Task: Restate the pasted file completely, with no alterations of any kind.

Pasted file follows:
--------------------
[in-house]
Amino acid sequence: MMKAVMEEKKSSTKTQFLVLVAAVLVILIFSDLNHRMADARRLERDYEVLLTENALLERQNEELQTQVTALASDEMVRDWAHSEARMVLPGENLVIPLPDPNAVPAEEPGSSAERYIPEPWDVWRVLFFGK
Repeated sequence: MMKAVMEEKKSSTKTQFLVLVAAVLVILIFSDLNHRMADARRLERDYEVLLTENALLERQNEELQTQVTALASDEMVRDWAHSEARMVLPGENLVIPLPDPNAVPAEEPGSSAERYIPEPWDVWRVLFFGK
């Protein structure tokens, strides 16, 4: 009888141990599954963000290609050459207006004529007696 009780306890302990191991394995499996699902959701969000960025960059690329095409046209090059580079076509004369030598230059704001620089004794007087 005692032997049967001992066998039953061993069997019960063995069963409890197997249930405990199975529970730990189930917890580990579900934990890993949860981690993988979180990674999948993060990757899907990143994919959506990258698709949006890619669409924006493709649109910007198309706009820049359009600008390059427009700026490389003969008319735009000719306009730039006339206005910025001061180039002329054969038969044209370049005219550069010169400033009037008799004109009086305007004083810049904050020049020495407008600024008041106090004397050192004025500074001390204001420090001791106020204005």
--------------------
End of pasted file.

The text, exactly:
[in-house]
Amino acid sequence: MMKAVMEEKKSSTKTQFLVLVAAVLVILIFSDLNHRMADARRLERDYEVLLTENALLERQNEELQTQVTALASDEMVRDWAHSEARMVLPGENLVIPLPDPNAVPAEEPGSSAERYIPEPWDVWRVLFFGK
Repeated sequence: MMKAVMEEKKSSTKTQFLVLVAAVLVILIFSDLNHRMADARRLERDYEVLLTENALLERQNEELQTQVTALASDEMVRDWAHSEARMVLPGENLVIPLPDPNAVPAEEPGSSAERYIPEPWDVWRVLFFGK
């Protein structure tokens, strides 16, 4: 009888141990599954963000290609050459207006004529007696 009780306890302990191991394995499996699902959701969000960025960059690329095409046209090059580079076509004369030598230059704001620089004794007087 005692032997049967001992066998039953061993069997019960063995069963409890197997249930405990199975529970730990189930917890580990579900934990890993949860981690993988979180990674999948993060990757899907990143994919959506990258698709949006890619669409924006493709649109910007198309706009820049359009600008390059427009700026490389003969008319735009000719306009730039006339206005910025001061180039002329054969038969044209370049005219550069010169400033009037008799004109009086305007004083810049904050020049020495407008600024008041106090004397050192004025500074001390204001420090001791106020204005």